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Properties of breadth - first search Complete ? Yes ( if b is finite ) Optimal ? Yes ( if cost = 1 per step ) Time ? 1+ b + b 2 + b 3 + … + b d = O ( b d ) Space ? O ( b d ) ( keeps every node in memory )

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Problems of breadth first search Space is the biggest problem ( more than time ) Example from book, BFS b =10 to depth of 10 3 hours ( not so bad ) 10 terabytes of memory ( really bad ) Only reason speed is not a problem is you run out of memory first

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Problems of breadth first search BFS is not optimal if the cost of some actions is greater than others…

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Uniform - cost search For graphs with actions of different cost Equivalent to breadth - first if step costs all equal Expand least - cost unexpanded node Implementation : fringe = queue sorted by path cost g ( n ), from smallest to largest ( i. e. a priority queue )

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Uniform - cost search

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Complete ? Yes, if step cost ≥ ε Time ? O ( b ceiling ( C */ ε ) ) where C * is the cost of the optimal solution Space ? # of nodes with g ≤ cost of optimal solution, O ( b ceiling ( C */ ε ) ) Optimal ? Yes – nodes expanded in increasing order of g ( n ) See book for detailed analysis.

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Depth - first search Expand deepest unexpanded node Implementation : fringe = LIFO queue, i. e., put successors at front ( i. e. a stack )

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Depth - first search Expand deepest unexpanded node Implementation : fringe = LIFO queue, i. e., put successors at front

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Depth - first search Expand deepest unexpanded node Implementation : fringe = LIFO queue, i. e., put successors at front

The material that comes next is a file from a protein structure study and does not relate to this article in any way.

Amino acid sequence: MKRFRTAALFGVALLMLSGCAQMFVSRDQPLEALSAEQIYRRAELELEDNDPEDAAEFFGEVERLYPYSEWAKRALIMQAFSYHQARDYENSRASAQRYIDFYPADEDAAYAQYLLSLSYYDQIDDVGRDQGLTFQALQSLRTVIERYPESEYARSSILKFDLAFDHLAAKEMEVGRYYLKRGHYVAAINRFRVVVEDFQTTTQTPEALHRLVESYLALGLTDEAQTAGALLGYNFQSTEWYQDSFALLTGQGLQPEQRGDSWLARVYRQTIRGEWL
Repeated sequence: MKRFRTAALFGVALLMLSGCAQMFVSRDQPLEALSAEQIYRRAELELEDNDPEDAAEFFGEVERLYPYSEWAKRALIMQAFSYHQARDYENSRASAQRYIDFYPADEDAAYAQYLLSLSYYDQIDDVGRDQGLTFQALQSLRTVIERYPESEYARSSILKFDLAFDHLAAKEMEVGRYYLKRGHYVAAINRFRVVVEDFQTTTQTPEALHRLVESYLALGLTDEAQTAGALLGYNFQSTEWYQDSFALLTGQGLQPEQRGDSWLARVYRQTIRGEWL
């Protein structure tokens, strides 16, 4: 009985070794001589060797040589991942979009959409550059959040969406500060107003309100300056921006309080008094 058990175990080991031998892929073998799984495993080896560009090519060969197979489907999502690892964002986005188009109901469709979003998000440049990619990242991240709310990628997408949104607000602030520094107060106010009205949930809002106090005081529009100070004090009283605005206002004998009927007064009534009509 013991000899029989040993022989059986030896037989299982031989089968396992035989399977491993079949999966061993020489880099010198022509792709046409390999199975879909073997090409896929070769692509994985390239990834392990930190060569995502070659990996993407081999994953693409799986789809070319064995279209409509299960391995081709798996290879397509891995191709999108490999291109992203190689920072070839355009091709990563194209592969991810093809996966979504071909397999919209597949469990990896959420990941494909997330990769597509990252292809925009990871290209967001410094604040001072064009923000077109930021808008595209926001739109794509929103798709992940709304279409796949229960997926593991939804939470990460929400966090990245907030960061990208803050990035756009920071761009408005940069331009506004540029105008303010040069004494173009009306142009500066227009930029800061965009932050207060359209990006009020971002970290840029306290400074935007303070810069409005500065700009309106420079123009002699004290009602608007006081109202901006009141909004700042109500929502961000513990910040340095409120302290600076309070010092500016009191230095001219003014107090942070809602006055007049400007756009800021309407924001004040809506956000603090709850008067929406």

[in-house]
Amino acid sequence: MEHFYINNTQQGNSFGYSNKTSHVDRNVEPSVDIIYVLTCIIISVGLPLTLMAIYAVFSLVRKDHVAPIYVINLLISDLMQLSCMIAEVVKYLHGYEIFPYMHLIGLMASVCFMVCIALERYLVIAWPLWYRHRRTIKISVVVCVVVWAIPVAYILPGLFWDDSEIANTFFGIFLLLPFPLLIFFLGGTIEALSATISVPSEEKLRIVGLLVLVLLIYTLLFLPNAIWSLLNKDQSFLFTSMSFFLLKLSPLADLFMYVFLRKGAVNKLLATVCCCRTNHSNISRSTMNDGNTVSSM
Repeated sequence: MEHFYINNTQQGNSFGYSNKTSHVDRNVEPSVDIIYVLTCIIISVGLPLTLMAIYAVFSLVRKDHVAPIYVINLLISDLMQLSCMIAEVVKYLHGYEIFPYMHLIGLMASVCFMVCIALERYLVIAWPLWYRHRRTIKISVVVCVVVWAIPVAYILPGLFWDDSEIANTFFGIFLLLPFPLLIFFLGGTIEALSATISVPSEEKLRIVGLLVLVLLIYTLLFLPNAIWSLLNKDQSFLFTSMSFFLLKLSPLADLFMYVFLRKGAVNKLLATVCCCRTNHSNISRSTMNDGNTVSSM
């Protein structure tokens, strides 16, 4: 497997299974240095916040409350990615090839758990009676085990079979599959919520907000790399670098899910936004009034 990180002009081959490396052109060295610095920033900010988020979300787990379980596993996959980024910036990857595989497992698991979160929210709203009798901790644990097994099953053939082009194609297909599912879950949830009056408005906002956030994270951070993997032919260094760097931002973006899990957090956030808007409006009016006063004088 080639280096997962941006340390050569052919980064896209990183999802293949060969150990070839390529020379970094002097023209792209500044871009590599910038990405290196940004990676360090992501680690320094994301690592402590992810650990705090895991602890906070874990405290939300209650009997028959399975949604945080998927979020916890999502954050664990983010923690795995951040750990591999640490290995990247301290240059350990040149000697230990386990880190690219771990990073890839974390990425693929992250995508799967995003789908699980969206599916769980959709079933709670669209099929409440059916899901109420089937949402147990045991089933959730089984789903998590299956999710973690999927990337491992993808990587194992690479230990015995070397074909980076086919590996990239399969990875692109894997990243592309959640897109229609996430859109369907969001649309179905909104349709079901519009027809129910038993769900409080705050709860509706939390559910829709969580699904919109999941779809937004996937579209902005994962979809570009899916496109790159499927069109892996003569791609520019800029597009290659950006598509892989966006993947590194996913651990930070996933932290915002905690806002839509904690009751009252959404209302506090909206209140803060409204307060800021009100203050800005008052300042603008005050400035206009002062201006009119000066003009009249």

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Depth - first search Expand deepest unexpanded node Implementation : fringe = LIFO queue, i. e., put successors at front

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Depth - first search Expand deepest unexpanded node Implementation : fringe = LIFO queue, i. e., put successors at front

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Depth - first search Expand deepest unexpanded node Implementation : fringe = LIFO queue, i. e., put successors at front

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This is the part that distinguishes different search algorithms

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Search Solution Each node needs to keep track of its parent Once the goal is found, traverse up the tree to the root to find the solution

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Properties of depth - first search Complete ? No : fails in infinite - depth spaces Yes : in finite spaces Optimal ? No Time ? O ( b m ): ( m is max depth of state space ) terrible if m is much larger than d but if solutions are plentiful, may be much faster than breadth - first Space ? O ( bm ), i. e., linear space !

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Depth - limited search depth - first search with depth limit l ( i. e., don ’ t expand nodes past depth l ) … will fail if the goal is below the depth limit

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Iterative deepening search

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Iterative deepening search l =0

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Iterative deepening search l =1

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Iterative deepening search l =2

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Iterative deepening search l =3

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Properties of iterative deepening search Complete ? Yes Time ? ( d +1) b 0 + d b 1 + ( d -1) b 2 + … + b d = O ( b d ) Space ? O ( bd ) Optimal ? Yes, if step cost = 1

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Bidirectional Search Run two simultaneous searches One forward from the start One backward from the goal Hope that the searches meet in the middle b d /2 + b d /2 << b d

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Summary of algorithms

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Graph search The closed set keeps track of loops in the graph so that the search terminates.

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Questions ? Waitlisted ? Talk to me after class.

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Artificial Intelligence Lecture No. 7 Dr. Asad Safi Assistant Professor, Department of Computer Science, COMSATS Institute of Information Technology.